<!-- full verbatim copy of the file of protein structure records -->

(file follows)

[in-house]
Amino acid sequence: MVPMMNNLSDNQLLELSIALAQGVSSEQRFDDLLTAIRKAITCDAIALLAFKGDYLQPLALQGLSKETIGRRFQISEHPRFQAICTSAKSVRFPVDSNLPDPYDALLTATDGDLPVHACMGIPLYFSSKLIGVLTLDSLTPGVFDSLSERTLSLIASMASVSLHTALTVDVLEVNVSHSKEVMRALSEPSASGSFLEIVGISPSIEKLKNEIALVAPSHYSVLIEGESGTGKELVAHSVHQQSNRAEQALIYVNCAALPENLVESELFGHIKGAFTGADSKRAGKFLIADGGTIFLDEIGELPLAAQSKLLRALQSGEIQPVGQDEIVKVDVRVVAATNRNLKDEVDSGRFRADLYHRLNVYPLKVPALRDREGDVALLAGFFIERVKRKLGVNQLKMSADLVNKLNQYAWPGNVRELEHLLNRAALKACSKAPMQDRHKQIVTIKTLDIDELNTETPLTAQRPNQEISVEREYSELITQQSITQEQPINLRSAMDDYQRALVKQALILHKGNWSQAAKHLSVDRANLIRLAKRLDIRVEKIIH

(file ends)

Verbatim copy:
[in-house]
Amino acid sequence: MVPMMNNLSDNQLLELSIALAQGVSSEQRFDDLLTAIRKAITCDAIALLAFKGDYLQPLALQGLSKETIGRRFQISEHPRFQAICTSAKSVRFPVDSNLPDPYDALLTATDGDLPVHACMGIPLYFSSKLIGVLTLDSLTPGVFDSLSERTLSLIASMASVSLHTALTVDVLEVNVSHSKEVMRALSEPSASGSFLEIVGISPSIEKLKNEIALVAPSHYSVLIEGESGTGKELVAHSVHQQSNRAEQALIYVNCAALPENLVESELFGHIKGAFTGADSKRAGKFLIADGGTIFLDEIGELPLAAQSKLLRALQSGEIQPVGQDEIVKVDVRVVAATNRNLKDEVDSGRFRADLYHRLNVYPLKVPALRDREGDVALLAGFFIERVKRKLGVNQLKMSADLVNKLNQYAWPGNVRELEHLLNRAALKACSKAPMQDRHKQIVTIKTLDIDELNTETPLTAQRPNQEISVEREYSELITQQSITQEQPINLRSAMDDYQRALVKQALILHKGNWSQAAKHLSVDRANLIRLAKRLDIRVEKIIH